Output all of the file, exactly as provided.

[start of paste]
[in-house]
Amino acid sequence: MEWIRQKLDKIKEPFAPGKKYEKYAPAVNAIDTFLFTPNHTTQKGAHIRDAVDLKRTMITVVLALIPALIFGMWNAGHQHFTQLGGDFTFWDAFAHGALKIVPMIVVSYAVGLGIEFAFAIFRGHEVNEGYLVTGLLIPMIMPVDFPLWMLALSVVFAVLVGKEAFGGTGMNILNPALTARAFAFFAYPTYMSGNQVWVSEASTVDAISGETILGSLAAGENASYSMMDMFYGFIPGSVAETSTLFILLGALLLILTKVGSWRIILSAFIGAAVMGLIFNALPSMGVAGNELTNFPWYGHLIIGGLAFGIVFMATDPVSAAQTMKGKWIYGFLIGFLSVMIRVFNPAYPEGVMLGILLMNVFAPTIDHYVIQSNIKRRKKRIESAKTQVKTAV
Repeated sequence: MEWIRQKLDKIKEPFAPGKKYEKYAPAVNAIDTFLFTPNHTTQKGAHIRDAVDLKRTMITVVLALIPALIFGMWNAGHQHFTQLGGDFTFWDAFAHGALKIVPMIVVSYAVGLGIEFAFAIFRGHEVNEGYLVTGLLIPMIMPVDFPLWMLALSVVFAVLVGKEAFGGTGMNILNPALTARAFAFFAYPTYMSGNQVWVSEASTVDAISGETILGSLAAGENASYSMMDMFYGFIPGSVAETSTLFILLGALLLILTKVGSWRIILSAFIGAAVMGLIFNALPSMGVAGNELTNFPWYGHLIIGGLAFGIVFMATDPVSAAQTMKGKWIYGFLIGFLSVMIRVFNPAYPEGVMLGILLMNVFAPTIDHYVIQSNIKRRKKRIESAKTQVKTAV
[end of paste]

[in-house]
Amino acid sequence: MEWIRQKLDKIKEPFAPGKKYEKYAPAVNAIDTFLFTPNHTTQKGAHIRDAVDLKRTMITVVLALIPALIFGMWNAGHQHFTQLGGDFTFWDAFAHGALKIVPMIVVSYAVGLGIEFAFAIFRGHEVNEGYLVTGLLIPMIMPVDFPLWMLALSVVFAVLVGKEAFGGTGMNILNPALTARAFAFFAYPTYMSGNQVWVSEASTVDAISGETILGSLAAGENASYSMMDMFYGFIPGSVAETSTLFILLGALLLILTKVGSWRIILSAFIGAAVMGLIFNALPSMGVAGNELTNFPWYGHLIIGGLAFGIVFMATDPVSAAQTMKGKWIYGFLIGFLSVMIRVFNPAYPEGVMLGILLMNVFAPTIDHYVIQSNIKRRKKRIESAKTQVKTAV
Repeated sequence: MEWIRQKLDKIKEPFAPGKKYEKYAPAVNAIDTFLFTPNHTTQKGAHIRDAVDLKRTMITVVLALIPALIFGMWNAGHQHFTQLGGDFTFWDAFAHGALKIVPMIVVSYAVGLGIEFAFAIFRGHEVNEGYLVTGLLIPMIMPVDFPLWMLALSVVFAVLVGKEAFGGTGMNILNPALTARAFAFFAYPTYMSGNQVWVSEASTVDAISGETILGSLAAGENASYSMMDMFYGFIPGSVAETSTLFILLGALLLILTKVGSWRIILSAFIGAAVMGLIFNALPSMGVAGNELTNFPWYGHLIIGGLAFGIVFMATDPVSAAQTMKGKWIYGFLIGFLSVMIRVFNPAYPEGVMLGILLMNVFAPTIDHYVIQSNIKRRKKRIESAKTQVKTAV